Taro Logo
0

How does Big Tech RSU works?

Profile picture
Entry-Level Software Engineer at Taro Community8 months ago

My question is: since I work for a big tech company, does the company pay the tax for my vested shares, or do I?

Do you guys have any resources that could help with this? I am worry about the the tax liability aspect. As well should I talk to a CPA to be safe in my decision.

206
7

Discussion

(7 comments)
  • 3
    Profile picture
    Coding Challenge Writer @ CodingChallenges.fyi
    8 months ago

    Get professional advice.

    Here in the UK they're taxed when they vest and you can usually elect to have enough sold to cover the tax bill, and either sell or hold the rest.

    Alternately you might elect to hold all of them and cover the tax out of pocket.

  • 3
    Profile picture
    Engineer @ Robinhood
    8 months ago

    (Assuming US) If you're getting RSUs that can be sold in a public market directly, it works like this:

    • Every vest, a % of your shares are withheld for taxes (this applies to your paychecks as well). The default (and the usual minimum) I see is 22%. So if you do nothing, 22% of your compensation is likely going to taxes proactively.
    • You able to change the withholding amount for your RSUs on the platform it's granted through. Keep in mind this can only be changed during certain time windows (usually right after earnings). You can bump this up to 37% (this is the maximum you'll ever have to pay in taxes).
    • At the end of the year, you pay (amount of taxes the IRS expect) - (amount withheld). If you overpay, you effectively give the government a 0% interest loan for what you paid extra. If you underpay, the government is effectively giving you a 0% interest loan on what you owe. If you underpay too much, the government will charge a small interest % on top of your missing taxes.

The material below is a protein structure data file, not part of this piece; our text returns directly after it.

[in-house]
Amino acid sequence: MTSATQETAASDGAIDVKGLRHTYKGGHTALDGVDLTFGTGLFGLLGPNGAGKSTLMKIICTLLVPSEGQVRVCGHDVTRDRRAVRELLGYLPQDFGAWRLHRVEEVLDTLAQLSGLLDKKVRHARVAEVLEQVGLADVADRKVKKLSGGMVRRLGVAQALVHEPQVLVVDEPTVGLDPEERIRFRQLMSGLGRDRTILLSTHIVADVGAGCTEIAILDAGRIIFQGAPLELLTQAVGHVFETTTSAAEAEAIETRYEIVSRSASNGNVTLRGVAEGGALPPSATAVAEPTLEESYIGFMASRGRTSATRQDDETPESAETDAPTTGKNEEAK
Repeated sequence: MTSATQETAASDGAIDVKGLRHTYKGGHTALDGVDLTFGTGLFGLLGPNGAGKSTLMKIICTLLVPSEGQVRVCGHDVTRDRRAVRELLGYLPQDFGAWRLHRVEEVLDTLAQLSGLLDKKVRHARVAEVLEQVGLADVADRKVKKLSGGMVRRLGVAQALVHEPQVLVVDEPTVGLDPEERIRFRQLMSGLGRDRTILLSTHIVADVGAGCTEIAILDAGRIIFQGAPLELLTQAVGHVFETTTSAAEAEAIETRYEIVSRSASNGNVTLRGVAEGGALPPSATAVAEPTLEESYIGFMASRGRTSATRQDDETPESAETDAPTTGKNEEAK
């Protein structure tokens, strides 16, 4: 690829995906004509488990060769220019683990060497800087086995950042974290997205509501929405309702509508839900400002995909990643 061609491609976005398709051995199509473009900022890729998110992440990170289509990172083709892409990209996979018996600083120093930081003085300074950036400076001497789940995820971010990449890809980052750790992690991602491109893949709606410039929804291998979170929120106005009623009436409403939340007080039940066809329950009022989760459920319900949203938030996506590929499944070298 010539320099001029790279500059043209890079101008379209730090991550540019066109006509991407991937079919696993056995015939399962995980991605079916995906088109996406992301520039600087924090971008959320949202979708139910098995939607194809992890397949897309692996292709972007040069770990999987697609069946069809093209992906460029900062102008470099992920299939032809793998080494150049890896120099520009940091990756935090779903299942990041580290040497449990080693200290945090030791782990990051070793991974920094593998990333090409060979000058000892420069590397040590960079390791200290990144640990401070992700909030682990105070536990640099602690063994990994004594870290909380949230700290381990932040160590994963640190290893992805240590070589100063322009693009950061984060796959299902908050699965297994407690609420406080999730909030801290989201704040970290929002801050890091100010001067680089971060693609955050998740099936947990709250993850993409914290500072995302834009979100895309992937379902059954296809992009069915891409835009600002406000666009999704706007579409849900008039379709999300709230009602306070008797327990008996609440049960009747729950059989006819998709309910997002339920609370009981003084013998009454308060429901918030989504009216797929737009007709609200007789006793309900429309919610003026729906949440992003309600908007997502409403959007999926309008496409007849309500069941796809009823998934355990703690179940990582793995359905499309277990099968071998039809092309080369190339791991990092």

• 0
    Profile picture
    Entry-Level Software Engineer [OP]
    Taro Community
    8 months ago

    (USA) Interesting....I want to avoid the 37% hike on my RSU vest schedule date.
    So basically it taxed at 22% anyways okay, Now I understand so this can't be avoid at all.

  • 2
    Profile picture
    Tech Lead @ Robinhood, Meta, Course Hero
    8 months ago

    If you're at Big Tech proper (i.e. one of the publicly traded ones, not a unicorn like Stripe), RSUs are counted as income as they're liquid assets. There's no way to avoid taxes on them because income tax is a thing (at least on the federal level), and if you work at Big Tech, you probably have a substantial state income tax as well (e.g. California's state income tax is pretty high).

    (USA) Interesting....I want to avoid the 37% hike on my RSU vest schedule date.

    Since you're a junior engineer, it's not likely you'll hit the 37% rate as I imagine your TC is between $150k - $225k. Once you get to L5+ (senior+) though like Jonathan and I have, you will probably hit that 37% income tax rate. However, you are definitely above the 22% rate as making more than $95k will do that.

    Anyways, here's what I think you should do:

    1. Set your withholding percentage between 27 to 35% - Go on the higher end if you live in a state with high state income taxes.
    2. If you're already paying for a CPA, talk to them - Figure out the optimal percentage. The best-case scenario is that you just underpay a little bit so you don't suffer a penalty and having cash upfront is always good. To take advantage of cash sitting around, either invest it or put it in a high-yield APY account. I personally use Robinhood Gold to get 4.9% APY.